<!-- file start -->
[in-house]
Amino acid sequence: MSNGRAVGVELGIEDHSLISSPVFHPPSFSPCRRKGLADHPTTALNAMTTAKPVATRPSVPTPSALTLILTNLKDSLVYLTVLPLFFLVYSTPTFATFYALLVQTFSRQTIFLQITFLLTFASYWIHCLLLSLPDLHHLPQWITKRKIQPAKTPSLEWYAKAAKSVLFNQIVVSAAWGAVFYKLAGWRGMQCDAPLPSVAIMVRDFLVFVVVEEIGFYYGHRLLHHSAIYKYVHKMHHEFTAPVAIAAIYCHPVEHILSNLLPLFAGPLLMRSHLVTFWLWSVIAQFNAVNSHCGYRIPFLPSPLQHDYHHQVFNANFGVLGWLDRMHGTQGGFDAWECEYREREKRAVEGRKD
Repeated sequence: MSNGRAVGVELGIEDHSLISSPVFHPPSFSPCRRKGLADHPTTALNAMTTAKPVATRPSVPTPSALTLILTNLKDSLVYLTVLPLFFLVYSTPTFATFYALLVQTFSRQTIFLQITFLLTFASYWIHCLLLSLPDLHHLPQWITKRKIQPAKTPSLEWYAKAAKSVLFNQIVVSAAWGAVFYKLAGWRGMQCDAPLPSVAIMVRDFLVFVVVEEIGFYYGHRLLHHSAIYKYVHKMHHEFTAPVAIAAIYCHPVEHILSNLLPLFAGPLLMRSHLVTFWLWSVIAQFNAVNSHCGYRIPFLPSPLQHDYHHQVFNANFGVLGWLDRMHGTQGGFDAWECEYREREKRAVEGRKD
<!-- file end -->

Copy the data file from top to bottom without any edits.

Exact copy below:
[in-house]
Amino acid sequence: MSNGRAVGVELGIEDHSLISSPVFHPPSFSPCRRKGLADHPTTALNAMTTAKPVATRPSVPTPSALTLILTNLKDSLVYLTVLPLFFLVYSTPTFATFYALLVQTFSRQTIFLQITFLLTFASYWIHCLLLSLPDLHHLPQWITKRKIQPAKTPSLEWYAKAAKSVLFNQIVVSAAWGAVFYKLAGWRGMQCDAPLPSVAIMVRDFLVFVVVEEIGFYYGHRLLHHSAIYKYVHKMHHEFTAPVAIAAIYCHPVEHILSNLLPLFAGPLLMRSHLVTFWLWSVIAQFNAVNSHCGYRIPFLPSPLQHDYHHQVFNANFGVLGWLDRMHGTQGGFDAWECEYREREKRAVEGRKD
Repeated sequence: MSNGRAVGVELGIEDHSLISSPVFHPPSFSPCRRKGLADHPTTALNAMTTAKPVATRPSVPTPSALTLILTNLKDSLVYLTVLPLFFLVYSTPTFATFYALLVQTFSRQTIFLQITFLLTFASYWIHCLLLSLPDLHHLPQWITKRKIQPAKTPSLEWYAKAAKSVLFNQIVVSAAWGAVFYKLAGWRGMQCDAPLPSVAIMVRDFLVFVVVEEIGFYYGHRLLHHSAIYKYVHKMHHEFTAPVAIAAIYCHPVEHILSNLLPLFAGPLLMRSHLVTFWLWSVIAQFNAVNSHCGYRIPFLPSPLQHDYHHQVFNANFGVLGWLDRMHGTQGGFDAWECEYREREKRAVEGRKD